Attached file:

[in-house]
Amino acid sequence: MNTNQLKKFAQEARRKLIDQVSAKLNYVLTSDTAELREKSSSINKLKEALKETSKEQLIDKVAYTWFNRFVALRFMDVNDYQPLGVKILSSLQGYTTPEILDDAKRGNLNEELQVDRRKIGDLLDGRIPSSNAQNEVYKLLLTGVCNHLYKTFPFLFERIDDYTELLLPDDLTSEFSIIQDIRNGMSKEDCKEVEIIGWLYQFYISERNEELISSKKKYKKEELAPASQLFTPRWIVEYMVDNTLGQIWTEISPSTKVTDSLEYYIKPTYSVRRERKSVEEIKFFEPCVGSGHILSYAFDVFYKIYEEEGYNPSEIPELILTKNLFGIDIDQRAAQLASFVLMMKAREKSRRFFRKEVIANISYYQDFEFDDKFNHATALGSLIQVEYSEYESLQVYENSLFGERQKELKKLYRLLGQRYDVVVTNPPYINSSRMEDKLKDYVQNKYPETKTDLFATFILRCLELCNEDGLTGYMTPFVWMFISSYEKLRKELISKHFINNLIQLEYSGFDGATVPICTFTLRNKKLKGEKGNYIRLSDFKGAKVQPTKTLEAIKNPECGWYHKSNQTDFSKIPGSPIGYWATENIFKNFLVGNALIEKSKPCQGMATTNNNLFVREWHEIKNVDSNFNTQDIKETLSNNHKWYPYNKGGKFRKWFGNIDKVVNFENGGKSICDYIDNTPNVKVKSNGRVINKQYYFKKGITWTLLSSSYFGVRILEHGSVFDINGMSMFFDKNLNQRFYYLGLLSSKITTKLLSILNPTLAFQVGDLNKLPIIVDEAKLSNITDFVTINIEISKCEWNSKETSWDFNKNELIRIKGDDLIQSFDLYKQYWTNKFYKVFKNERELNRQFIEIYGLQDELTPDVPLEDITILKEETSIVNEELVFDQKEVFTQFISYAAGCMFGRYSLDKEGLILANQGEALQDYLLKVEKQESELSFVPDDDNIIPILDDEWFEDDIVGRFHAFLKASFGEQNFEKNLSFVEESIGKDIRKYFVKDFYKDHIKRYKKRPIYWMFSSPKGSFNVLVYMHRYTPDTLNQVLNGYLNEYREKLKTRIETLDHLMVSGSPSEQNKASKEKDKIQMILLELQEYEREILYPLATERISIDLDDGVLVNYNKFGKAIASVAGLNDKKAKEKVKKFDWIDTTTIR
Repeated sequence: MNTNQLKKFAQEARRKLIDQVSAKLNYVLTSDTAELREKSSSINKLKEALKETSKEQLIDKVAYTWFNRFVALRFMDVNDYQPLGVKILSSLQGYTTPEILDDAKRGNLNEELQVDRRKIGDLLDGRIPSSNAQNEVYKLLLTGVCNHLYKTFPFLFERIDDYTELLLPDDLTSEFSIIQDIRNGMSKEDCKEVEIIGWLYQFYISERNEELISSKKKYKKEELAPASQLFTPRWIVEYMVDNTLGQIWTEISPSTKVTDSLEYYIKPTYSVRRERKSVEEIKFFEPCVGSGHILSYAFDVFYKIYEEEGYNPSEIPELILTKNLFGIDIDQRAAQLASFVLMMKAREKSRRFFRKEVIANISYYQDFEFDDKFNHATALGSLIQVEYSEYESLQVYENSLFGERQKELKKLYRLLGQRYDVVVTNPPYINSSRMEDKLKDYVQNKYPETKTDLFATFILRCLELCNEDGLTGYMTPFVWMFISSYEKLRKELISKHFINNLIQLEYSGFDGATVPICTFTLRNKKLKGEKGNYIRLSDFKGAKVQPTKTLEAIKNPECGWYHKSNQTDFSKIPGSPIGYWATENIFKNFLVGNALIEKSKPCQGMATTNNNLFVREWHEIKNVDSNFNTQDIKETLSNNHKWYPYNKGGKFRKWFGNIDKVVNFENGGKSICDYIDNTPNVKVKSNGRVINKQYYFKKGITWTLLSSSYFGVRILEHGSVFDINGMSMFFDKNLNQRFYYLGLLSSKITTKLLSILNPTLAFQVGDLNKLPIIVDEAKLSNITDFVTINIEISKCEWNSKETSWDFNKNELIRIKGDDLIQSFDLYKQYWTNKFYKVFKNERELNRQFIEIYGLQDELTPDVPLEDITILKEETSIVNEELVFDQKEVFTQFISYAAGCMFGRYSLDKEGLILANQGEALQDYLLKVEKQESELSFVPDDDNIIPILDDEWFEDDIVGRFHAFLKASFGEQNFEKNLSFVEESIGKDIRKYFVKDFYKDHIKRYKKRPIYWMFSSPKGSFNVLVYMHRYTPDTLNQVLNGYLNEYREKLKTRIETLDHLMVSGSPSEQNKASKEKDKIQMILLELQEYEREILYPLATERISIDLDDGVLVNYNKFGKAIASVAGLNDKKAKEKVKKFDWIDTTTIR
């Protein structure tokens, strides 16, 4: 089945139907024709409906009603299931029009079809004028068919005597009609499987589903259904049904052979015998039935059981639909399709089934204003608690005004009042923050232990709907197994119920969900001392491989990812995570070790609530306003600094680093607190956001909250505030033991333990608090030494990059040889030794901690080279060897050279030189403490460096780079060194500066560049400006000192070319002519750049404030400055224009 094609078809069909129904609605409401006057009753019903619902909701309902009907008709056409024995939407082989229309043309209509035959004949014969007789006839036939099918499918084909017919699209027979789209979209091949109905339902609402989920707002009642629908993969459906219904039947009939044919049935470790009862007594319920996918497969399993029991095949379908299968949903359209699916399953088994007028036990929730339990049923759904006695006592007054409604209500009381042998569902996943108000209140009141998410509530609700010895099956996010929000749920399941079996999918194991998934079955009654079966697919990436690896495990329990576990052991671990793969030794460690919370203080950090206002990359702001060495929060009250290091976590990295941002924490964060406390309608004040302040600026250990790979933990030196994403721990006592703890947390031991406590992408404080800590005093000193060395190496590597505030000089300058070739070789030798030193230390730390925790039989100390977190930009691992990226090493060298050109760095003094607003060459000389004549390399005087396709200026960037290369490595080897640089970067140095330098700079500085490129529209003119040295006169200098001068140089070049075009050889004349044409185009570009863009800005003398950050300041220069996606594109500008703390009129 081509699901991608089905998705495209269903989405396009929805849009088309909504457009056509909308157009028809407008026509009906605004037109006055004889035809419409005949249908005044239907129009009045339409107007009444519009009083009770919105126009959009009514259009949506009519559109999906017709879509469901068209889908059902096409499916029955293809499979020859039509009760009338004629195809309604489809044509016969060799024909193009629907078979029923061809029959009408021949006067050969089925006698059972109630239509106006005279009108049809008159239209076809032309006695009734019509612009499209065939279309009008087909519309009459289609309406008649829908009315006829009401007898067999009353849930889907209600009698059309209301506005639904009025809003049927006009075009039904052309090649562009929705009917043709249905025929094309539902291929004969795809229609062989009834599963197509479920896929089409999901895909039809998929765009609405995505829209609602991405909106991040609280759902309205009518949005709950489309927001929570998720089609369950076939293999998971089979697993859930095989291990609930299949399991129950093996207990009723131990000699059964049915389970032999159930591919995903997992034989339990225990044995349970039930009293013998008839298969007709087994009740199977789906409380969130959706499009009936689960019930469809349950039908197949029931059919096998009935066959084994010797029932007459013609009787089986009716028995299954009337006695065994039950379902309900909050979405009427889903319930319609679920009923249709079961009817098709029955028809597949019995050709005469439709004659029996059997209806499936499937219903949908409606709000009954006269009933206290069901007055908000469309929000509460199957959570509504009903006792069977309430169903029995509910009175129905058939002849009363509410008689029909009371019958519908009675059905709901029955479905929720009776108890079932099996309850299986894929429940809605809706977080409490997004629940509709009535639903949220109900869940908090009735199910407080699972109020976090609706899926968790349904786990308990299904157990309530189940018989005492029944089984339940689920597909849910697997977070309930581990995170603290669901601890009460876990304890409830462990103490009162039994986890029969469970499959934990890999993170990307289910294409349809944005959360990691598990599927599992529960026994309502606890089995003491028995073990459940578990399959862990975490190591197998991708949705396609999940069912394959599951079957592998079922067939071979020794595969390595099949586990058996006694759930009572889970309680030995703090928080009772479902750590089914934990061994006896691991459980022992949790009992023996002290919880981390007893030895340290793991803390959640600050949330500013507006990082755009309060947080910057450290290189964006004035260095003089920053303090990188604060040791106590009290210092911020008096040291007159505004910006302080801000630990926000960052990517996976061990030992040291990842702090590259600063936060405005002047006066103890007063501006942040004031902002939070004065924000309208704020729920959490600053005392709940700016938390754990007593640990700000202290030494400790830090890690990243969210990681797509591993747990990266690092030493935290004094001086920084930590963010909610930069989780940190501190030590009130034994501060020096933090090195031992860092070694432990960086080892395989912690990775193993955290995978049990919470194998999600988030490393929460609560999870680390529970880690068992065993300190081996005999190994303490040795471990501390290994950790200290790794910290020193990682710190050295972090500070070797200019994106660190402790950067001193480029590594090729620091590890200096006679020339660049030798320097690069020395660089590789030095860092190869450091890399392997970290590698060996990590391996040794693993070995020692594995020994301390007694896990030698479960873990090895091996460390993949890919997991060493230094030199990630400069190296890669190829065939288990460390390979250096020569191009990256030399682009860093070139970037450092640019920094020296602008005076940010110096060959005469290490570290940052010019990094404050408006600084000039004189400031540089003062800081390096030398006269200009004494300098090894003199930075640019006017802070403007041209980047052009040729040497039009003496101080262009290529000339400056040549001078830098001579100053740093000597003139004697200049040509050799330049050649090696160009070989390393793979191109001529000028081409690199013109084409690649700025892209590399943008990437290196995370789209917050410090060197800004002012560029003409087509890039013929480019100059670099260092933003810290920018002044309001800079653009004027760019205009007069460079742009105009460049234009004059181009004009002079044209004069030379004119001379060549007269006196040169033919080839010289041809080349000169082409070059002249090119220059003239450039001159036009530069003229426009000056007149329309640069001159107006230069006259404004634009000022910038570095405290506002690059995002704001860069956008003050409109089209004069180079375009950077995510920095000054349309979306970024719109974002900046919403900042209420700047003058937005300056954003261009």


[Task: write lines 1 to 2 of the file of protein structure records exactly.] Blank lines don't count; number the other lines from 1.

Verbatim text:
[in-house]
Amino acid sequence: MNTNQLKKFAQEARRKLIDQVSAKLNYVLTSDTAELREKSSSINKLKEALKETSKEQLIDKVAYTWFNRFVALRFMDVNDYQPLGVKILSSLQGYTTPEILDDAKRGNLNEELQVDRRKIGDLLDGRIPSSNAQNEVYKLLLTGVCNHLYKTFPFLFERIDDYTELLLPDDLTSEFSIIQDIRNGMSKEDCKEVEIIGWLYQFYISERNEELISSKKKYKKEELAPASQLFTPRWIVEYMVDNTLGQIWTEISPSTKVTDSLEYYIKPTYSVRRERKSVEEIKFFEPCVGSGHILSYAFDVFYKIYEEEGYNPSEIPELILTKNLFGIDIDQRAAQLASFVLMMKAREKSRRFFRKEVIANISYYQDFEFDDKFNHATALGSLIQVEYSEYESLQVYENSLFGERQKELKKLYRLLGQRYDVVVTNPPYINSSRMEDKLKDYVQNKYPETKTDLFATFILRCLELCNEDGLTGYMTPFVWMFISSYEKLRKELISKHFINNLIQLEYSGFDGATVPICTFTLRNKKLKGEKGNYIRLSDFKGAKVQPTKTLEAIKNPECGWYHKSNQTDFSKIPGSPIGYWATENIFKNFLVGNALIEKSKPCQGMATTNNNLFVREWHEIKNVDSNFNTQDIKETLSNNHKWYPYNKGGKFRKWFGNIDKVVNFENGGKSICDYIDNTPNVKVKSNGRVINKQYYFKKGITWTLLSSSYFGVRILEHGSVFDINGMSMFFDKNLNQRFYYLGLLSSKITTKLLSILNPTLAFQVGDLNKLPIIVDEAKLSNITDFVTINIEISKCEWNSKETSWDFNKNELIRIKGDDLIQSFDLYKQYWTNKFYKVFKNERELNRQFIEIYGLQDELTPDVPLEDITILKEETSIVNEELVFDQKEVFTQFISYAAGCMFGRYSLDKEGLILANQGEALQDYLLKVEKQESELSFVPDDDNIIPILDDEWFEDDIVGRFHAFLKASFGEQNFEKNLSFVEESIGKDIRKYFVKDFYKDHIKRYKKRPIYWMFSSPKGSFNVLVYMHRYTPDTLNQVLNGYLNEYREKLKTRIETLDHLMVSGSPSEQNKASKEKDKIQMILLELQEYEREILYPLATERISIDLDDGVLVNYNKFGKAIASVAGLNDKKAKEKVKKFDWIDTTTIR